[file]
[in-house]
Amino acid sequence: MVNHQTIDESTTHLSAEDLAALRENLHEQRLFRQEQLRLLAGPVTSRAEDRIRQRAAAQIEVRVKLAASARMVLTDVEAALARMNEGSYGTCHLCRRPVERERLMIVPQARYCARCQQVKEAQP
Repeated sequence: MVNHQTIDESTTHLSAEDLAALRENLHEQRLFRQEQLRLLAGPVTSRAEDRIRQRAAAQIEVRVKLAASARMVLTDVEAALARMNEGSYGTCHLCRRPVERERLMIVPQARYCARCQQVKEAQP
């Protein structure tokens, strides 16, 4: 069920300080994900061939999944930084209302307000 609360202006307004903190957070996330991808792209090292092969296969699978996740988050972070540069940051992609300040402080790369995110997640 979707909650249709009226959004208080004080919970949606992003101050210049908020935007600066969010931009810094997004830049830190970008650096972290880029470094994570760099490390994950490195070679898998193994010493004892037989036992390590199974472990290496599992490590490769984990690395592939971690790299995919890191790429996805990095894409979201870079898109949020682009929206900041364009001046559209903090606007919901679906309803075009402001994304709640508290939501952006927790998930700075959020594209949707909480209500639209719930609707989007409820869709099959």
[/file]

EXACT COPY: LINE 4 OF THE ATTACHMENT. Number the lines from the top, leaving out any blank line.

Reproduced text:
């Protein structure tokens, strides 16, 4: 069920300080994900061939999944930084209302307000 609360202006307004903190957070996330991808792209090292092969296969699978996740988050972070540069940051992609300040402080790369995110997640 979707909650249709009226959004208080004080919970949606992003101050210049908020935007600066969010931009810094997004830049830190970008650096972290880029470094994570760099490390994950490195070679898998193994010493004892037989036992390590199974472990290496599992490590490769984990690395592939971690790299995919890191790429996805990095894409979201870079898109949020682009929206900041364009001046559209903090606007919901679906309803075009402001994304709640508290939501952006927790998930700075959020594209949707909480209500639209719930609707989007409820869709099959």